Those that know me well, know I parent with my words. I talk a lot, I explain a lot, I ask a lot of questions, I ask them to explain things to me, I ask them to convince me, to bring me over to their way of thinking, my kids are probably tired of hearing my voice. So we started talking, her and I, at the end of day as we were getting ready for bed. I asked her to explain how she felt, ~ worried, I feel worried, but I don't know what I'm worried about. Every night I would ask if she had any worries and most nights she did, like a forgotten sweater at school. We'd work out why it was worrying her (I'd be mad that she lost it), we'd talk about what might realistically happen if she had lost it (we'd replace it)  and we'd figure out what she could do to fix the problem (sweater was in the lost on found the next day). At school her teacher would give her a break when she noticed she was becoming overwhelmed (A short little walk down the hall for a drink). We talked about where she felt happiest and the most comfortable (at the kitchen table playing board games with the family) and I told her when she was feeling too worried to take a couple of deep breaths and bring that to mind. When she got upset, once she'd calm down we'd ask her if she felt she'd been too upset, not enough upset or just the right amount of upset. Almost all the time she felt she'd been too upset, so we would talk about why she felt that upset (often because she felt we'd be upset/angry with her). At home we were more patient with her, softer with our words. A lot of her anxiety comes from the idea of  making a mistake and/or getting in trouble. We did this for several months before.....

Me: Did you have any worries today?
Her: Nope!
Me: That's good. Anything interesting happen at school.
Her: Well, I got in trouble and it wasn't even my fault!
Me: Ummm, what happened?
Her: Well, some of the kids didn't put their stuff away so we couldn't have free time until we all cleaned up, but I cleaned my stuff up.

She'd gotten in "trouble" and that didn't make her worry list. That was pretty exciting.

Fast forward a year, we're sitting in an interview with her new teacher. She tells us that she's doing great, but just needs a reminder to put up her hand before answering. Umm, she's not only talking in class, but so eager to do so she's just blurting out the answers? Yes. I mention that last year she was very quiet and timid in the classroom. Her teacher this year seems surprised, "I would call her confident, not timid."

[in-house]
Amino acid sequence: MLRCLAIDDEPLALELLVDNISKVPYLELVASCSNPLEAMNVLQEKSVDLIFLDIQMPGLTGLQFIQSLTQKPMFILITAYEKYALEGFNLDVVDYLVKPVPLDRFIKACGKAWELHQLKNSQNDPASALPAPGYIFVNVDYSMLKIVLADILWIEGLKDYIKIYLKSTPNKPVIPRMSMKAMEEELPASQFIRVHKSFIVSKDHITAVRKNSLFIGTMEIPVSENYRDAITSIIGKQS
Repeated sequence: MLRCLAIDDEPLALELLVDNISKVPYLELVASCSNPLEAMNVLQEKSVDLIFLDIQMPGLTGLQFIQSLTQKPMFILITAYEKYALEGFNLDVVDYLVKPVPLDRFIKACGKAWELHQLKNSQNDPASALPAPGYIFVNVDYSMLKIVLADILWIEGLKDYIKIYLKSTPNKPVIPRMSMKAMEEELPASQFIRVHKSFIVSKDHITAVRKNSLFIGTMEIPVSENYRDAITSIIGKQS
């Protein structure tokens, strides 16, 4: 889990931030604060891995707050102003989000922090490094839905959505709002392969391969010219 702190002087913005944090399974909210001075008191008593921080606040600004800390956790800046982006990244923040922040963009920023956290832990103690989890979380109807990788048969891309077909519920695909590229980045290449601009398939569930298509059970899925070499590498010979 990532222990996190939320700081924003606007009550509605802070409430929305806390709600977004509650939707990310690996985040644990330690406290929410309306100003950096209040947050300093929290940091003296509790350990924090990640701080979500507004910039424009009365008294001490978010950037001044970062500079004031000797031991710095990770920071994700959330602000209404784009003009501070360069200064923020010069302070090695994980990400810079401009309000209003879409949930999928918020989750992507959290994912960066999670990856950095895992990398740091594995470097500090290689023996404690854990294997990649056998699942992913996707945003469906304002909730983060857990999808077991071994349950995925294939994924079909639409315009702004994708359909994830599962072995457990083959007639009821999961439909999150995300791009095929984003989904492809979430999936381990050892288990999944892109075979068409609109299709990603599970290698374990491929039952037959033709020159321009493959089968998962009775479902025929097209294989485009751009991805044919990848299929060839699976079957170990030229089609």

Oh, yes.
She was invited as one of a small group of kids to attend some eco training, her principal tells me later that the kids they chose were ones identified as leaders in the school. My mouth dropped open. She comes home from school now, so light and happy compared to last year. She's not completely free of anxiety, but I feel we're helping her manage it in a way that works for her.

I think it's easy when it's a child to wave it off as a kid being shy or their concerns or worries or tears as not being a big deal, but for some kids it is indeed something much bigger than themselves. Having been that kid, I know all too much, how overwhelming it is.

I have said it before, but it bears repeating..... be good to each other, you just never know what kind of a burden someone else is carrying. Be patient. Be empathetic. A small kindness can go a long way.

Much love.


Julie L said...

Thanks for sharing this Shan. We got an email from the jellybean's teacher yesterday asking for a meeting to talk about his behaviour. I've starting seeing him get so upset about making tiny little mistakes and I just don't know how to handle it. But now I think I might that a different approach and ask him why he's so upset. Thank you.

Lynn said...

Awesome story - and great parenting advice, too. So glad to hear Maya is doing so well at school - you rocked it on this one. Plus: she definitely *does* look like you :).

Goofball said...

so great how she's gaining confidence! Great!!